Excerpt: Giant Shifts by Jimmy Vallee
The Great Crew Change
– Heraclitus, Greek Philosopher
According to Heraclitus, the only constant element in life is change itself. Whatever we do, we can’t avoid change. The “good old boys” who profited sometimes from the demise of companies through questionable business practices are not going to live forever. Neither are the ethical baby boomers who contributed to our industry’s brightest moments. Everything changes.
With great change, comes great opportunity. To the external observer, the state of our industry today may appear to be full of threats: low gas prices, massive job cuts, outmoded technology, difficulty to recruit new talent. But these are also opportunities for higher competitiveness, sounder environmental practices, and more efficient technology. And only those who adapt to the changes will thrive.
Change in the oil and gas sector today is multifold. On the one hand, we have market changes, higher productivity, and on the other hand we have the looming retirement boom and the talent gap. These conditions create such a complex dynamic that only those who achieve the right kind of synergy will manage to stay competitive, become attractive for young talent, and efficiently manage the knowledge hand-off from the retiring Baby boomers to the rising Millennials.
What’s in a generation
– Arab proverb
When Strauss and Howe published “Generations” in 1991, much of the press and academia viewed the book as a sort of “horoscope” with little scientific ground. However, as their work in defining the parameters of what each American generation was like progressed with a series of follow-up books, it became apparent just how influential their thinking had been. In fact, it was Strauss and Howe who coined the term Millennials.
It was thanks to Strauss and Howe that the American public began to think of the idea of each age group sharing a belief system simply because of what kind of time they had grown up in. The world was very different before 1991, and the advance of globalization only made generational traits more dramatic. In 1965, trends and ideas took longer to spread, but with the advent of the Internet, younger generations began to be tuned in to the same wavelength in a way the world had never seen before.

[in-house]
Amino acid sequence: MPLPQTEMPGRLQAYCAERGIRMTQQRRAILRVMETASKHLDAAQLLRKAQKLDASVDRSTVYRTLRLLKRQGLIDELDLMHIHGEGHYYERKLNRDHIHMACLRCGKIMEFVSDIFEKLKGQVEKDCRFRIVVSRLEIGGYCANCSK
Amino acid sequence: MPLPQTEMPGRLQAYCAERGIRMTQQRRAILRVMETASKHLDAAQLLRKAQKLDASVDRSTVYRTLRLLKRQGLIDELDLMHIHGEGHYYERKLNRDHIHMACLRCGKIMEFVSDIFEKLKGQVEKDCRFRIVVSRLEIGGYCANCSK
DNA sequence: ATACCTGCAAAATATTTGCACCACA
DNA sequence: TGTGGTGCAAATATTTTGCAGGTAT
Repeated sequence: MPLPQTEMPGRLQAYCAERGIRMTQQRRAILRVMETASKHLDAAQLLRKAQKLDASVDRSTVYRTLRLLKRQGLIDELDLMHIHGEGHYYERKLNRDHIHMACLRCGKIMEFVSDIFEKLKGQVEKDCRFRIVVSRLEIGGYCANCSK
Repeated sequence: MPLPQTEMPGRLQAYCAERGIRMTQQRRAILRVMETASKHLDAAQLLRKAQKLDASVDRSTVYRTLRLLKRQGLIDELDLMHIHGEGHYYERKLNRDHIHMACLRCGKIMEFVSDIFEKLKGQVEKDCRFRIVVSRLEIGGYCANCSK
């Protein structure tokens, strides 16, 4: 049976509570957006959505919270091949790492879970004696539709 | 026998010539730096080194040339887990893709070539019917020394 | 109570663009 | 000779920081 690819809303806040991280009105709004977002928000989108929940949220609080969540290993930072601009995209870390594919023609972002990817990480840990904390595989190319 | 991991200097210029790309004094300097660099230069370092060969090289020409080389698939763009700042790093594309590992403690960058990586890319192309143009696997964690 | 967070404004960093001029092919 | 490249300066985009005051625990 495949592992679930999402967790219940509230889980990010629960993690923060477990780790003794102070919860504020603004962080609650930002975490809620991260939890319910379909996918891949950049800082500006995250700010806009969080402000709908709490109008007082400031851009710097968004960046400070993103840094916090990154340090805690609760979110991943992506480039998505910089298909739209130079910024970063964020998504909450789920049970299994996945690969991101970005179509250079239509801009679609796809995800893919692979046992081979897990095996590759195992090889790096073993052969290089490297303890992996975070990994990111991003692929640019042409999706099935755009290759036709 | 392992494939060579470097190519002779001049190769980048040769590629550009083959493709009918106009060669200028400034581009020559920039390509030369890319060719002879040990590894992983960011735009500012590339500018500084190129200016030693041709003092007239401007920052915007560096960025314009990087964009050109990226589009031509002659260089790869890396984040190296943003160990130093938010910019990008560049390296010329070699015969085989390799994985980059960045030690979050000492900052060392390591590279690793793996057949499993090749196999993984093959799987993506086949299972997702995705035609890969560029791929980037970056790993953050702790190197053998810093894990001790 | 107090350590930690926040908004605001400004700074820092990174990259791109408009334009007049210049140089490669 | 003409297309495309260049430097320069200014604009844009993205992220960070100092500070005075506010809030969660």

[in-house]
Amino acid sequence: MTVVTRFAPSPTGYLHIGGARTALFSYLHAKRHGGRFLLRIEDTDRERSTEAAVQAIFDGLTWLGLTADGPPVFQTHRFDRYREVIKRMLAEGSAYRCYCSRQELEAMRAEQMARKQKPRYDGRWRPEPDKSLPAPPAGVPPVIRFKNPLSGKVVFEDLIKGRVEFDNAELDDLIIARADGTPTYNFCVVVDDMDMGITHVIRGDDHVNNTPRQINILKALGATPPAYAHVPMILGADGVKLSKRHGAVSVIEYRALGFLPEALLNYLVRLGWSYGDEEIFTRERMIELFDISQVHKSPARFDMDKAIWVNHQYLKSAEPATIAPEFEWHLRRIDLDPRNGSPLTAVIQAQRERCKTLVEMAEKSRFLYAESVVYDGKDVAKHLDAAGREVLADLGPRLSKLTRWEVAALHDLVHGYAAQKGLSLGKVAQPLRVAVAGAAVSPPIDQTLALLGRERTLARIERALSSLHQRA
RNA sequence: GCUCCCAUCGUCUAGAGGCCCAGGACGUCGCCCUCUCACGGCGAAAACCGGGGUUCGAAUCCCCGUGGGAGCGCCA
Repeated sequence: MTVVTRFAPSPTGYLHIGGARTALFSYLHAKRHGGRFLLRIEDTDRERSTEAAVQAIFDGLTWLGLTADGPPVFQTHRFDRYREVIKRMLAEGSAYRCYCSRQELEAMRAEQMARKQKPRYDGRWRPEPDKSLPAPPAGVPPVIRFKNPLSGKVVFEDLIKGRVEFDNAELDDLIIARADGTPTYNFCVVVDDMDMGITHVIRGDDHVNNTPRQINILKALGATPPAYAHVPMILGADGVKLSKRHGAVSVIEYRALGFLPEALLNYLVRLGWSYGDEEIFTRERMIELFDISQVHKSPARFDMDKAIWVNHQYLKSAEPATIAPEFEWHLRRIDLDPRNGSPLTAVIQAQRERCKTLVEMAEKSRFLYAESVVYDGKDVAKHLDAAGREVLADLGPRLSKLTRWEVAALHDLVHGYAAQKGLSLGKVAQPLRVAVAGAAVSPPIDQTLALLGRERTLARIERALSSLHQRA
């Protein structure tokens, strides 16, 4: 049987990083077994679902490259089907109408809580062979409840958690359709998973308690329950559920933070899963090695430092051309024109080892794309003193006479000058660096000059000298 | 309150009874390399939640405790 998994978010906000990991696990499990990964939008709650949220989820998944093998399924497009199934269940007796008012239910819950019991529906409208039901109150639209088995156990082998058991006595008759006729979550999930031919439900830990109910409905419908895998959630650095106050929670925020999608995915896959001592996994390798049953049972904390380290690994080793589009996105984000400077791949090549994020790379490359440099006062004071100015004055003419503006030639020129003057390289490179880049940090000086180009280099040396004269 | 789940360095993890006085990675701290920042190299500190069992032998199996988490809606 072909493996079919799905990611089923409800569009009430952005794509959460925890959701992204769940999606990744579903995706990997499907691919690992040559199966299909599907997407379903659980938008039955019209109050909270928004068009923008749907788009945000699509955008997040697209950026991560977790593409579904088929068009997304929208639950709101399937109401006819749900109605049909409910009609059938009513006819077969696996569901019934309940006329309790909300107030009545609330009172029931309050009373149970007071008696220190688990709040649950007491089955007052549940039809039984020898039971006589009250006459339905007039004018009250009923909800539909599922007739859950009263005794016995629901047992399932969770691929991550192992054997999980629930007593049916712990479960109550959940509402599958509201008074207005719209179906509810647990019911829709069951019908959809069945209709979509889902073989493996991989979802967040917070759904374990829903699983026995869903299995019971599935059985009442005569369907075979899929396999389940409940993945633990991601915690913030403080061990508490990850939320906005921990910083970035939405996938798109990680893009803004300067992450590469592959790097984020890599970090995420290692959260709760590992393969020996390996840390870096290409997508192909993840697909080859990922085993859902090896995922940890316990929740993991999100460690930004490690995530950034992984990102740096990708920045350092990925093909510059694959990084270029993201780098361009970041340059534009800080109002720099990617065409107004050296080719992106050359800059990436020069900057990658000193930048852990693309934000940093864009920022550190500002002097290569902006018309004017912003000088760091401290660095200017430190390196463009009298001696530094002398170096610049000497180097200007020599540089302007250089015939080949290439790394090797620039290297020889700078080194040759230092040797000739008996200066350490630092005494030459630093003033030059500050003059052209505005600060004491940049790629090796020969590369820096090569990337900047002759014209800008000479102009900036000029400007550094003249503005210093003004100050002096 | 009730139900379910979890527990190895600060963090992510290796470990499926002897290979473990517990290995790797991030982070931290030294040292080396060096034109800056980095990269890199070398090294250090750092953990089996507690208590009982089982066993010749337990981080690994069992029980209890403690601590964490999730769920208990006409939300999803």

Today, understanding generational dynamics is key for any business looking to thrive in our uber-connected world. Thus, one of the keys to success in our industry today is understanding Millennials, allowing them to share with our industry the technology and the knowledge that it needs in the twenty-first century and passing on to them the know-how acquired by senior employees over decades of work. Just by the numbers, Millennials have become the largest generation currently in the workforce in America. As of 2015, there were 53.5 million Millennials working in the US, compared to the baby boomers, which were about 44.6 million. Then, sandwiched in between the Baby boomers and the Millennials is my generation – Generation X, with about 52.7 million people currently in the workforce.
As the Baby boomers, born between 1945 and 1970, reach retirement age, Millennials continue to go into the workforce, graduate from engineering schools and start shopping for opportunities. Meanwhile, Generation X is in its forties, occupying the majority of management positions, in a strategic spot to facilitate the greatest transfer of knowledge and wealth in history. All three generations have very different mentalities and extremely divergent views of the oil and gas industry, and we must be prepared for this massive change. As Heraclitus would have it, it is the only thing we always must be prepared for, and he lived in disconnected, non-globalized ancient Greece.
The skills shortage
The 1980s oil bust is one of the key events that brought us to the complicated demographic shift our industry is facing today. With crude prices plummeting from thirty-five dollars to ten dollars a barrel, massive layoffs presented an image that oil and gas was not the sector to look for job security. At the same time, many companies stopped hiring and less and less people began to matriculate into earth science and geophysics programs in University. To add to the mix, as technology improved personnel efficiency and companies downsized, senior staff had less time on their hands to devote to mentoring newcomers.